Good news out of Circuit City has been tough to find of late. But maybe it’s onto something with its recently promoted “one price” strategy. Analysts have lauded the move as a positive and even essential cross-channel strategy.
The “one price” promise policy guarantees the same price for merchandise regardless of whether it is purchased online or in-store. It was announced in mid-October and is the focus of Circuit City’s holiday marketing program. However, the policy has not been copied by any major retailer. In fact, Best Buy’s policy states that consumers will be given the lower price if they find that an online item is available in the store at a different price. Translation: Best Buy, and other retailers have priced in-store items differently than their website says.
Circuit City believes the policy’s need is backed up by research. SPSS, Inc. studies showed that nearly half of consumers surveyed (47%) believe retailers post different prices for the same merchandise in their stores and on their Web sites. Moreover, more than half of shoppers (51%) said they would place more trust in a retailer who offered the same prices on the Web and in their stores.
New research supports the consumer expectation of consistent cross-channel pricing. Greg Buzek, Founder and President of IHL Consulting Group, says his company will release a report in the coming weeks that quantifies it. According to IHL, consumer electronic stores over the past 30 days have seen 26% of their in-store customers leave without purchasing for various reasons. However, of that 26%, 21% left because the in-store price did not match online pricing, or other promotional pricing. That means 6% of all customers are leaving due to pricing differentials.
“Retailers who don’t align their pricing are hurting themselves,” Buzek says. “One of the most frustrating things a consumer will come up against is finding that the in-store price does not meet their expectations. It is completely within their expectations to get that, and retailers will lose sales if they don’t meet that expectation.”
George Lawrie, the Forrester Research Senior Analyst who wrote a study earlier this year on consumer cross-channel expectation, agrees that Circuit City is addressing a critical issue. “In general, guaranteeing the same price through all channels appears to fly in the face of common sense and even of customer expectations,” he says. “But there are good reasons that Circuit City and other retailers selling home computing and consumer electronics are obliged to offer ‘Internet prices in our stores.’”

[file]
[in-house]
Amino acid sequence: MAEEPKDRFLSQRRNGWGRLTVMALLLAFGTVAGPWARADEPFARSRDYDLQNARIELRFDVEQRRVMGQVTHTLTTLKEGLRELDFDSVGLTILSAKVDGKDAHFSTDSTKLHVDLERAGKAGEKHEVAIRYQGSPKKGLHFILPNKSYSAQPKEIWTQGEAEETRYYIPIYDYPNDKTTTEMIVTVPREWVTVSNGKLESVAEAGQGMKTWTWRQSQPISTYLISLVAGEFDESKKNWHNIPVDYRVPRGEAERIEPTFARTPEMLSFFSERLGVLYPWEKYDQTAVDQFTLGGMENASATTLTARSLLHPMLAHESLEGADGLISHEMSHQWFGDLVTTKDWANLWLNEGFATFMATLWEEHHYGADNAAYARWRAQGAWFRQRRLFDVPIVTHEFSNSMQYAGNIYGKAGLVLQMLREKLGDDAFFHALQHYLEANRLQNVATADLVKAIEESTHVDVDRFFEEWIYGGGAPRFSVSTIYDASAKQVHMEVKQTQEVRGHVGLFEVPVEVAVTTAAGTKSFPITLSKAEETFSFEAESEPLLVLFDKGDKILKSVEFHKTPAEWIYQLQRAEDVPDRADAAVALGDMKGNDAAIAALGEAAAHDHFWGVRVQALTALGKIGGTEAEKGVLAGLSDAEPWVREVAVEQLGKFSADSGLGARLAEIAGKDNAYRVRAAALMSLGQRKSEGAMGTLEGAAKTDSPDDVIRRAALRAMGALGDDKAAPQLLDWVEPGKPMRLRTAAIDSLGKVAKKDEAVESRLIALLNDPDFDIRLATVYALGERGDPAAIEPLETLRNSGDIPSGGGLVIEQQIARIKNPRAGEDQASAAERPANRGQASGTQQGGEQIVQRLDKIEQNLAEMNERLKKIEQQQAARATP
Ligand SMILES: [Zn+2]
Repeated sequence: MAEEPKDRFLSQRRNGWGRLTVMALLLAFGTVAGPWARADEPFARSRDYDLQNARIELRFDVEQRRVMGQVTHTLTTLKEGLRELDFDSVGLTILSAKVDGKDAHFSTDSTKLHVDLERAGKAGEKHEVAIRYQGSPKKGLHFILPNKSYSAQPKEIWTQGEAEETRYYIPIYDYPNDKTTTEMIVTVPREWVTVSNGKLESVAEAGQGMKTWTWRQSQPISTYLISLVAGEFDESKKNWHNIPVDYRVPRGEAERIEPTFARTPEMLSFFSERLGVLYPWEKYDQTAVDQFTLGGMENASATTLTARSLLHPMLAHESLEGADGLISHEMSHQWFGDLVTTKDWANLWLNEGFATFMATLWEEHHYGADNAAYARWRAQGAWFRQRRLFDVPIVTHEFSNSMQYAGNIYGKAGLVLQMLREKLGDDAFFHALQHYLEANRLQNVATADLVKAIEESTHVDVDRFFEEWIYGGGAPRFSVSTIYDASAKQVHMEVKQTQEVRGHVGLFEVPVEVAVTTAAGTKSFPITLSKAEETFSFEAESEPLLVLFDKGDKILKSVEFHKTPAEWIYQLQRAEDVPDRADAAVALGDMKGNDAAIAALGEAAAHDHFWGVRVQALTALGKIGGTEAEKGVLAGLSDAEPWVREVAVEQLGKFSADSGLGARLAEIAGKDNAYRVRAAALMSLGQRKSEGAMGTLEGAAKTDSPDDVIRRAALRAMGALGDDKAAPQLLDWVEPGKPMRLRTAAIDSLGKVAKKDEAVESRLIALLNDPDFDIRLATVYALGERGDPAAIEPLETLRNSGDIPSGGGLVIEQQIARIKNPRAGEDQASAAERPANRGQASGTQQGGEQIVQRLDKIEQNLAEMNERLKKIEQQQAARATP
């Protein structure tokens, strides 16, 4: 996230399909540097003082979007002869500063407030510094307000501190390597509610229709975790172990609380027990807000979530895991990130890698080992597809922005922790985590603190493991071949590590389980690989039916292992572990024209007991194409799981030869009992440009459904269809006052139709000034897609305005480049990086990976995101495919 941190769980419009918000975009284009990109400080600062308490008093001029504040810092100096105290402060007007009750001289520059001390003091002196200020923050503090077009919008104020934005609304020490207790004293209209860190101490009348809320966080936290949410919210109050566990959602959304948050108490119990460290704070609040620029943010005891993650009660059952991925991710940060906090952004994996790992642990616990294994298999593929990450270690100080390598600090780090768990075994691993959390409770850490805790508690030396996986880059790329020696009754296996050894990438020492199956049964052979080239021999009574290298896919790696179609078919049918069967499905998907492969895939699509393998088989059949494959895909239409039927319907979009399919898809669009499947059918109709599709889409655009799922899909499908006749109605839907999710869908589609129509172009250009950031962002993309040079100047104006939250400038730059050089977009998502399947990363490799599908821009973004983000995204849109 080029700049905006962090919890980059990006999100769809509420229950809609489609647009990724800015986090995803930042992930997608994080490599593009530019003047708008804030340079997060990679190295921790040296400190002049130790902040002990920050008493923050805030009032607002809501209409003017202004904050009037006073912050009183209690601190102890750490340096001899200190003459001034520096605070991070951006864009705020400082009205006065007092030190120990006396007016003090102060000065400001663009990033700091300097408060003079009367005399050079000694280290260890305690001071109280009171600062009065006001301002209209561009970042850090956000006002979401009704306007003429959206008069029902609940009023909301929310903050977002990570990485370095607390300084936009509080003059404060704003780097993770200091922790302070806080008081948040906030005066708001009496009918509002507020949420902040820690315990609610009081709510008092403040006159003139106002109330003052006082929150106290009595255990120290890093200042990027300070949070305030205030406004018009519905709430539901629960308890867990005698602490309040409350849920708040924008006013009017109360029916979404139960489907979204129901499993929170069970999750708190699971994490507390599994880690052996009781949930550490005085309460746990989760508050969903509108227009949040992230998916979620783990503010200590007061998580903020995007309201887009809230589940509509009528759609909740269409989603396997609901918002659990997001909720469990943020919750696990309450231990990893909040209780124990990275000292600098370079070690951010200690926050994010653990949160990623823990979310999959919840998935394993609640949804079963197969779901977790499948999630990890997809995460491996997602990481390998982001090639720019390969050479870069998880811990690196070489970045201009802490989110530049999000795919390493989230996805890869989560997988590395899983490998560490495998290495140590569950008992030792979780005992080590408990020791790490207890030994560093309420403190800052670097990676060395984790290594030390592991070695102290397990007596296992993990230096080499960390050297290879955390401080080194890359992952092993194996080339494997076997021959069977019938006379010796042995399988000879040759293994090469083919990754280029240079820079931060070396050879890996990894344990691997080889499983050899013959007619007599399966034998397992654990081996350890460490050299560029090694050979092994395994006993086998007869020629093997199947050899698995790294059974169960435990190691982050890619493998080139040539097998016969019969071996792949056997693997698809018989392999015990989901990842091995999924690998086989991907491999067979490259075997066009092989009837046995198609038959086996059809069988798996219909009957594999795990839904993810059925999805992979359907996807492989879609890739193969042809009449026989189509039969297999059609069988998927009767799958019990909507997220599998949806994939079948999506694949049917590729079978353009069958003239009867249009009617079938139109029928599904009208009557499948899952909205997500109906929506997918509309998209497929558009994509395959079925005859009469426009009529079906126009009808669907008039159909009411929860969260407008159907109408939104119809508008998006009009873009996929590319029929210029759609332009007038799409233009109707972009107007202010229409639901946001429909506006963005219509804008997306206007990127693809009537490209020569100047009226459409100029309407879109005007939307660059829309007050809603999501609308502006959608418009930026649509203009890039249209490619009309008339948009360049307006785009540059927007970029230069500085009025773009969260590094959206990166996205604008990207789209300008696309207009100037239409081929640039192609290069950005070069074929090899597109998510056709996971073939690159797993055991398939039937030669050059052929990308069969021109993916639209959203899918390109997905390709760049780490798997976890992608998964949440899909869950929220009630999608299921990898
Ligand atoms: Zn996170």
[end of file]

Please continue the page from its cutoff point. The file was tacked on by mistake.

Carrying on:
Lawrie believes the “one price” strategy is a hedge against aggressive discounting by competitors. He says discounters use supply chain muscle to encroach on consumer electronics retailers’ territory, and then lack the in-store expertise to add peripherals or even enhance the customer experience. Smart consumer electronic retailers, will use the internet, he says, to drive in-store traffic because their competitive advantage is in the store.
“Consumer electronics purchases are complex and the decision making process is information intensive,” he says. “Consumers often spend hours understanding technical specifications and researching online even if they need to pick up the product for an urgent deadline such as a college start or a birthday. Window shopping now has an entirely new meaning: 54% of online consumers researched a product online and purchased it offline, and 37% researched offline and purchased online as long ago as 2005. Half of these consumers cited price comparison among retailers as the reason for researching online, more than any other factor. When it came time to buy, those who purchased offline cited immediacy, the ability to see an item in person, and shipping costs as the top deterrents to online purchasing.”
The pricing alignment will require infrastructure alignment as well. Any retailer who intends to promote their capacity to price consistently, and then have the ability to be agile with inventory, needs to be prepared on the back end.
“No doubt that Circuit City has raised the bar for expectations of consistency, and I give credit to them for that,” says Escalate Director Of Product Marketing Dave Bruno. “A lot of retailers would struggle with the need to have accessible information across all platforms. The technology is certainly available to accomplish that.”